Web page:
A chaotic oscillator is an electronic circuit that can exhibit “chaotic“, nonperiodic behavior. A commonly cited example is Chua’s circuit, but there are many others. I always regarded these as carefully designed, rather academic, examples. So I was a bit surprised to observe apparently chaotic behavior in a completely unrelated experiment.
To test my LED Stair Lighting Controller boards I needed a 12V power supply that can deliver a lot of current. For this I chose a SP-320-12 from meanwell. However with the screw terminals it is not easy to use on a lab bench, also there is no display to monitor the output current. Therefore I build an enclosure around the PSU, and added a volt and ampere meter.
Two years ago, the Gigatron arrived on the retrocomputing scene. It needs just 930 logic gates (packed into 33 standard 7400-series ICs) to create a computer that beat ‘complex’ 1980s home computers like the VIC-20 in terms of both CPU power and graphics. Without microprocessor, graphics, or even an ALU chip, the machine can do this sort of thing with effectively only half of the transistor count inside the 6502 CPU alone. Quite a feat, but more importantly, the hardware is simple enough so that anyone can figure out how it works. Read about it in my previous post
Many of the current bulbs on the market are based on the same chip, the ESP8266. These bulbs are very easy to “hack” and replace the firmware in them with the likes of my ActoSenso or the more widely known and used Tasmota. However, not all bulbs use the same chip. One of my bulbs turned out to have a Broadlink BL3336T-P WiFi module in it. This chip is not open source and not well documented (like the ESP8266 family), so anyone trying to write new firmware for it must first figure out what exactly the chip does and how exactly it does it. This is not an impossible task – some have managed to make great progress on figuring out the inner workings of it, but it is a slow, hit and miss process. In this article I will show a different approach: I replaced the WiFi chip along with its PCB and other parts that drive the LEDs and designed a new, drop-in replacement based on the ESP8266 chip.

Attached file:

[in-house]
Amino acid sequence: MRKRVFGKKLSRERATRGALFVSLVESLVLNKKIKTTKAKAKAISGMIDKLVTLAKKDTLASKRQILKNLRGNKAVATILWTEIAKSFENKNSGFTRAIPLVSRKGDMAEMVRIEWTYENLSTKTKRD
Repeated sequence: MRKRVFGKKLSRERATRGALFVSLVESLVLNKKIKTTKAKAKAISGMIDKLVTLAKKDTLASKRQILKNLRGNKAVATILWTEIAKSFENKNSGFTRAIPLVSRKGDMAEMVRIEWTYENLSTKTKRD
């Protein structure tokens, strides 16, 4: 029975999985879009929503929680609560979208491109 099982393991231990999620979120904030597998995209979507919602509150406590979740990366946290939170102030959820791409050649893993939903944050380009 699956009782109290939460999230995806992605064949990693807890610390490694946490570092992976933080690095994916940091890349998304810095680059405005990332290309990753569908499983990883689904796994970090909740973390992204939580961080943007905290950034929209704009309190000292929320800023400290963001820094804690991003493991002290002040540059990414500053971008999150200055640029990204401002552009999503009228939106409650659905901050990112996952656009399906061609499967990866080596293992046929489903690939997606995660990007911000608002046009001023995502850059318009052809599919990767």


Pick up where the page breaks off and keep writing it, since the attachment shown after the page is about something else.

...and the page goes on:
Now that I have a solar-powered 12V battery, how can I charge my laptop from it? An inverter would seem absurdly inefficient, converting from 12V DC to 110V AC just so I can connect my Apple charger and convert back to DC. It would work, but surely there’s some way to skip the cumbersome inverter and charge a MacBook Pro directly from DC? Newer Macs feature USB Type C power delivery, a common standard with readily available 12V DC chargers designed for automotive use. But my mid-2014 MBP uses Apple’s proprietary MagSafe 2 charging connector. In their infinite wisdom, Apple has never built a 12V DC automotive MagSafe 2 charger – only AC wall chargers. There are some questionable-looking 3rd-party solutions available, but I’d rather build my own.